Power plants use two types of coal: lignite and hard coal. Lignite evolved from former bog forests under high pressure 15 to 20 million years ago. Hard coal developed the same way, but was exposed to additional pressure and heat for 300 to 350 million years deep within the Earth. This explains the difference in carbon content - about 30 per cent for lignite and 80 per cent for hard coal.
In supplying society with energy, a balance must be struck between three key dimensions: competitiveness, security of supply, and the environment and climate. No single energy source is optimal from all dimensions. This energy triangle illustrates the pros and cons of coal power.
Security of supply: Coal power plants provide stable and large-scale electricity generation. Of the Earth's fossil fuels, coal is the most abundant and widely dispersed, meaning that supplies are readily available and not subject to disruption.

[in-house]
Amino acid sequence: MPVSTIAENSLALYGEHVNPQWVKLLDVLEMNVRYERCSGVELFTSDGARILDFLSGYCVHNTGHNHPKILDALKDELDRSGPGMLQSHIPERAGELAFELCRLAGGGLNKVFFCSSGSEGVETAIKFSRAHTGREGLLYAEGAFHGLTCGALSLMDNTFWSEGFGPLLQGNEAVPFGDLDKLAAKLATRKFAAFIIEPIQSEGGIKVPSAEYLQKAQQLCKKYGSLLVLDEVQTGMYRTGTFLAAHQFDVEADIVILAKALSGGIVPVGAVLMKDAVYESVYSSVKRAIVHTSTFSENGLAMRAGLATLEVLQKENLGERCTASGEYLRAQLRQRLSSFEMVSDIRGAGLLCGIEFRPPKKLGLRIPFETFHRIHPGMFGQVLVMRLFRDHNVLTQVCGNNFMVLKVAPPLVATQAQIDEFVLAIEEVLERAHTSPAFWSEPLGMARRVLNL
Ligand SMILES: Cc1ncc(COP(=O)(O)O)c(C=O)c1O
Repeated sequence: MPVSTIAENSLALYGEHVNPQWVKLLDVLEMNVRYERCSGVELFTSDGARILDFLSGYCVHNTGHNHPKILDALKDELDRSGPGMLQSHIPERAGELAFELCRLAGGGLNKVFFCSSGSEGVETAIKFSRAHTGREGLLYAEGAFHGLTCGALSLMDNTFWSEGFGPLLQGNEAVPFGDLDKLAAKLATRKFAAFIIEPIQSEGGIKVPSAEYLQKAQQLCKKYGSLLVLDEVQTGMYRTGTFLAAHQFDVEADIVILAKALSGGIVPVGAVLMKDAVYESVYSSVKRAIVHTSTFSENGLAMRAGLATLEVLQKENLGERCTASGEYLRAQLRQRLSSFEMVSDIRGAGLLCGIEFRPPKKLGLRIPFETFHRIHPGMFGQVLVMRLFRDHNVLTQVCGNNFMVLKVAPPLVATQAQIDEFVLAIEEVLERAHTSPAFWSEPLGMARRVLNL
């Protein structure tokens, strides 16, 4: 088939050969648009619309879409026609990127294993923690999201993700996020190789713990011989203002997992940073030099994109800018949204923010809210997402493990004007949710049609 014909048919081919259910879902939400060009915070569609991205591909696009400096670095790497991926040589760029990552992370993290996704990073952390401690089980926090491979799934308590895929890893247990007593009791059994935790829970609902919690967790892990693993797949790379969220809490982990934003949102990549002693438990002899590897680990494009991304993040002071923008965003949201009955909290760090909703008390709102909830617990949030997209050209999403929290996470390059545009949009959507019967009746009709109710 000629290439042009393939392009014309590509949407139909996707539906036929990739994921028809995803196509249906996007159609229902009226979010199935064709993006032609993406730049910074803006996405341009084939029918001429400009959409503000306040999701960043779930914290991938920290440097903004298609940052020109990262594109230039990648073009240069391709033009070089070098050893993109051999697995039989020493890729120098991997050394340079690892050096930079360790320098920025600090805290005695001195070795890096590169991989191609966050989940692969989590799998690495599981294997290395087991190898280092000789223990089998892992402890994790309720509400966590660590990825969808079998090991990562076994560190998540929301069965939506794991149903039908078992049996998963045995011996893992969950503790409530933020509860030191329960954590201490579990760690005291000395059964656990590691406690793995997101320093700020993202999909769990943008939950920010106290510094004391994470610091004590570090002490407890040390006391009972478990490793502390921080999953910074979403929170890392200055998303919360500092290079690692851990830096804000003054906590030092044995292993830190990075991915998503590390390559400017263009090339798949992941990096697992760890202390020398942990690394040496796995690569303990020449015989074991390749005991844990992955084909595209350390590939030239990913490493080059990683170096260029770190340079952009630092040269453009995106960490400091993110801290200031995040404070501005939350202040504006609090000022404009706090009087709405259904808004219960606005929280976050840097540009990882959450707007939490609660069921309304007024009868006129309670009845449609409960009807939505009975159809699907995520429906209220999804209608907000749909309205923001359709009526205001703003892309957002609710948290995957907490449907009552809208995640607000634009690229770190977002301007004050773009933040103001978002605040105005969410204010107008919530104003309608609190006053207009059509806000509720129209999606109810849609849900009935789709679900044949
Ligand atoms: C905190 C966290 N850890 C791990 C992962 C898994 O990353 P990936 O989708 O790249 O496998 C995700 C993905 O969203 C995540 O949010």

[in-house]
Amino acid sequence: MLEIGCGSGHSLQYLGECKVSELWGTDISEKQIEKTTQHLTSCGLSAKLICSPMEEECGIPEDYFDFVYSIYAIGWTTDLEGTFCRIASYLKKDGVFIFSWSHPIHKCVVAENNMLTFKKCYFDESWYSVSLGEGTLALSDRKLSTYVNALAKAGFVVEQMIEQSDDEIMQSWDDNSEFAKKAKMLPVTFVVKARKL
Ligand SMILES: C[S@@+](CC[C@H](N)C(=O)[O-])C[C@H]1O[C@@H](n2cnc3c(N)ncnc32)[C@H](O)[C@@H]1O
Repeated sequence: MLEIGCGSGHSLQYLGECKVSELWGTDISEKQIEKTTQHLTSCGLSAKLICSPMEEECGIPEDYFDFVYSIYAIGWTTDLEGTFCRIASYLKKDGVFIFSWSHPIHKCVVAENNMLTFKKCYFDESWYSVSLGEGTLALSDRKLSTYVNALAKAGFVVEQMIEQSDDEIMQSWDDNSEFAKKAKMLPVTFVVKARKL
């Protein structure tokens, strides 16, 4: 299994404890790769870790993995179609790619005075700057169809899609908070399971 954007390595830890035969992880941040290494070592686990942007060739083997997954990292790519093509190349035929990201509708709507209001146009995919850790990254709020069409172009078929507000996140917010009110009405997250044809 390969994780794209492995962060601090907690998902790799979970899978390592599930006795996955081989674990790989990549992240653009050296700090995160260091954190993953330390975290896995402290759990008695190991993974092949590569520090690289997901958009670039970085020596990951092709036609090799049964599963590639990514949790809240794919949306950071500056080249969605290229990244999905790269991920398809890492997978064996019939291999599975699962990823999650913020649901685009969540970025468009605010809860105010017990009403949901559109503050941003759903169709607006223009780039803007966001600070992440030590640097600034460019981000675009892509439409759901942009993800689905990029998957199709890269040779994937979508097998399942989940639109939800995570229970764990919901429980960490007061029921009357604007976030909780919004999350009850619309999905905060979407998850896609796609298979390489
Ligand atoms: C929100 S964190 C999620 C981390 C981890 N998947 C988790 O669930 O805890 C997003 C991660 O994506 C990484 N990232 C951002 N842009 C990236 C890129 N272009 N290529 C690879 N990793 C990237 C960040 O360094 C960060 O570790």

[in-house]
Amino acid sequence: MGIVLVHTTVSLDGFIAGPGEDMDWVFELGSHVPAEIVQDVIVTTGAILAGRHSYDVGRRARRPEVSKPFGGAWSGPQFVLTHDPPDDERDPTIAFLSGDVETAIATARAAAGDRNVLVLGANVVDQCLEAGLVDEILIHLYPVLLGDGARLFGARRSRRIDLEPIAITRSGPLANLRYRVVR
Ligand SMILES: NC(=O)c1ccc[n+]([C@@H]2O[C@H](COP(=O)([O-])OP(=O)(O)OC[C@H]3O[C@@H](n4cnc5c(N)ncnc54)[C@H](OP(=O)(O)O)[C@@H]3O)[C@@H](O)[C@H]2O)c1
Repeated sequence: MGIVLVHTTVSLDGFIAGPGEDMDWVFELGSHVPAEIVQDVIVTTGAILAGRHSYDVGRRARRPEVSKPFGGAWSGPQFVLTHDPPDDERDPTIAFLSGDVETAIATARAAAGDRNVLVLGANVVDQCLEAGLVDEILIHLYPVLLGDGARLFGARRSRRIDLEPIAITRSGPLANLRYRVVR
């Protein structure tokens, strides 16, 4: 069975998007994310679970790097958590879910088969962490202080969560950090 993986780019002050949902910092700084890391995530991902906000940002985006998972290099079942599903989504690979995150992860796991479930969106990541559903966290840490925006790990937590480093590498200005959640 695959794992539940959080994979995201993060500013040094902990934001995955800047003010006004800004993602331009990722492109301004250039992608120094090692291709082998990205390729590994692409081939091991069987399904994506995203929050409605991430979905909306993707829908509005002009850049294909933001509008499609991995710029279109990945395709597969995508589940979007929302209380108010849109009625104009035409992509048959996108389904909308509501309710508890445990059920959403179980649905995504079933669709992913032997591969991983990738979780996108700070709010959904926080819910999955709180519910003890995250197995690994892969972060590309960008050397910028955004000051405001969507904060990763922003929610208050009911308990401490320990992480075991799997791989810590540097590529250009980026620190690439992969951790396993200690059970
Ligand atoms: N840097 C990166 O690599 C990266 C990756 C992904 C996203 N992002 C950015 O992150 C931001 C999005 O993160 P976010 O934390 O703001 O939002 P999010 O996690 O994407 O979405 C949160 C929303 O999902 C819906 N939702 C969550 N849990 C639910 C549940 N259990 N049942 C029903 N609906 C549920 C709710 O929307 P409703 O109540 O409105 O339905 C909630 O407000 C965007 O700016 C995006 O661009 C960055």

Competitiveness: Coal power has a competitive production cost. Fuel costs are low and coal markets are well-functioning. However, technologies to reduce coal power plant CO2 emissions are expensive.
Climate and environment: Coal power plants emit high levels of CO2. Coal mining also impacts significantly with the landscape and infrastructure. Former open-cast mines have to be re-cultivated. Major efforts - including the development of clean coal technologies to reduce CO2 emissions - are being made to manage the climate impact of coal power plants.